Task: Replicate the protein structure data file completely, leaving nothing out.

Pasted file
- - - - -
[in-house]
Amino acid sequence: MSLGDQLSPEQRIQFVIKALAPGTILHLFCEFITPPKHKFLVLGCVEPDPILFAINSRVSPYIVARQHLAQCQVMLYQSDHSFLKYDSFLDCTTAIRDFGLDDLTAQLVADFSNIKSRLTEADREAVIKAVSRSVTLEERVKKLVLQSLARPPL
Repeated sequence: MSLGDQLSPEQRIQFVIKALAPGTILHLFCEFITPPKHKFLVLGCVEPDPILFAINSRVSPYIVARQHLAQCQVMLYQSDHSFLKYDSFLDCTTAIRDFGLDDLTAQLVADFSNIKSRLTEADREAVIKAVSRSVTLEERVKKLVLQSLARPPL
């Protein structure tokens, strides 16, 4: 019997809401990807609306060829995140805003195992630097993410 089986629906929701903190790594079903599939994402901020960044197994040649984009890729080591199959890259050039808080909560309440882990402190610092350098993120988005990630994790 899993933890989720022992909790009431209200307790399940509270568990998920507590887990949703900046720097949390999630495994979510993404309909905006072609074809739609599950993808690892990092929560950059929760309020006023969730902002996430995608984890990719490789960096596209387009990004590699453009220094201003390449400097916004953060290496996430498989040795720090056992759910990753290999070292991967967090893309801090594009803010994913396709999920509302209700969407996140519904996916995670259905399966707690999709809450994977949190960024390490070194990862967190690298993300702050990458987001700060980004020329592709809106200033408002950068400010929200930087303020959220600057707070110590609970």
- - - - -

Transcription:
[in-house]
Amino acid sequence: MSLGDQLSPEQRIQFVIKALAPGTILHLFCEFITPPKHKFLVLGCVEPDPILFAINSRVSPYIVARQHLAQCQVMLYQSDHSFLKYDSFLDCTTAIRDFGLDDLTAQLVADFSNIKSRLTEADREAVIKAVSRSVTLEERVKKLVLQSLARPPL
Repeated sequence: MSLGDQLSPEQRIQFVIKALAPGTILHLFCEFITPPKHKFLVLGCVEPDPILFAINSRVSPYIVARQHLAQCQVMLYQSDHSFLKYDSFLDCTTAIRDFGLDDLTAQLVADFSNIKSRLTEADREAVIKAVSRSVTLEERVKKLVLQSLARPPL
């Protein structure tokens, strides 16, 4: 019997809401990807609306060829995140805003195992630097993410 089986629906929701903190790594079903599939994402901020960044197994040649984009890729080591199959890259050039808080909560309440882990402190610092350098993120988005990630994790 899993933890989720022992909790009431209200307790399940509270568990998920507590887990949703900046720097949390999630495994979510993404309909905006072609074809739609599950993808690892990092929560950059929760309020006023969730902002996430995608984890990719490789960096596209387009990004590699453009220094201003390449400097916004953060290496996430498989040795720090056992759910990753290999070292991967967090893309801090594009803010994913396709999920509302209700969407996140519904996916995670259905399966707690999709809450994977949190960024390490070194990862967190690298993300702050990458987001700060980004020329592709809106200033408002950068400010929200930087303020959220600057707070110590609970």